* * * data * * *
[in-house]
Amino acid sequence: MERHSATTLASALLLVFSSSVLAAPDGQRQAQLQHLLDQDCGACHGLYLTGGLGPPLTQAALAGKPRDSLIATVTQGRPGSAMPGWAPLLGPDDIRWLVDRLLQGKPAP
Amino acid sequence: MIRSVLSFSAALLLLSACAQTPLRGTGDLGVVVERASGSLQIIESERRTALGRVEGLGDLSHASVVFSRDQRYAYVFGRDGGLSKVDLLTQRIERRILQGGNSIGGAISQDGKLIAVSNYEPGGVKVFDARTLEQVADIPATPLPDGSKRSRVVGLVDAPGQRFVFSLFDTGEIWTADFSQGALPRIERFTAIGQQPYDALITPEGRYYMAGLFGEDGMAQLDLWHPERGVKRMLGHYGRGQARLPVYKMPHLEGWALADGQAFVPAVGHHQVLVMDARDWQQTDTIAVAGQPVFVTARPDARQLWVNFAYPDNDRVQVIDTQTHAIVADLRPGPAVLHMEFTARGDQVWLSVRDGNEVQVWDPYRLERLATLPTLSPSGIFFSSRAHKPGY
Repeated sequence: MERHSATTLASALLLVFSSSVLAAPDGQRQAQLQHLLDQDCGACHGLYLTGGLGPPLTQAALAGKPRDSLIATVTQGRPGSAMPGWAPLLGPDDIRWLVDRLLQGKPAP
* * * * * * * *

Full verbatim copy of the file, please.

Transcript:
[in-house]
Amino acid sequence: MERHSATTLASALLLVFSSSVLAAPDGQRQAQLQHLLDQDCGACHGLYLTGGLGPPLTQAALAGKPRDSLIATVTQGRPGSAMPGWAPLLGPDDIRWLVDRLLQGKPAP
Amino acid sequence: MIRSVLSFSAALLLLSACAQTPLRGTGDLGVVVERASGSLQIIESERRTALGRVEGLGDLSHASVVFSRDQRYAYVFGRDGGLSKVDLLTQRIERRILQGGNSIGGAISQDGKLIAVSNYEPGGVKVFDARTLEQVADIPATPLPDGSKRSRVVGLVDAPGQRFVFSLFDTGEIWTADFSQGALPRIERFTAIGQQPYDALITPEGRYYMAGLFGEDGMAQLDLWHPERGVKRMLGHYGRGQARLPVYKMPHLEGWALADGQAFVPAVGHHQVLVMDARDWQQTDTIAVAGQPVFVTARPDARQLWVNFAYPDNDRVQVIDTQTHAIVADLRPGPAVLHMEFTARGDQVWLSVRDGNEVQVWDPYRLERLATLPTLSPSGIFFSSRAHKPGY
Repeated sequence: MERHSATTLASALLLVFSSSVLAAPDGQRQAQLQHLLDQDCGACHGLYLTGGLGPPLTQAALAGKPRDSLIATVTQGRPGSAMPGWAPLLGPDDIRWLVDRLLQGKPAP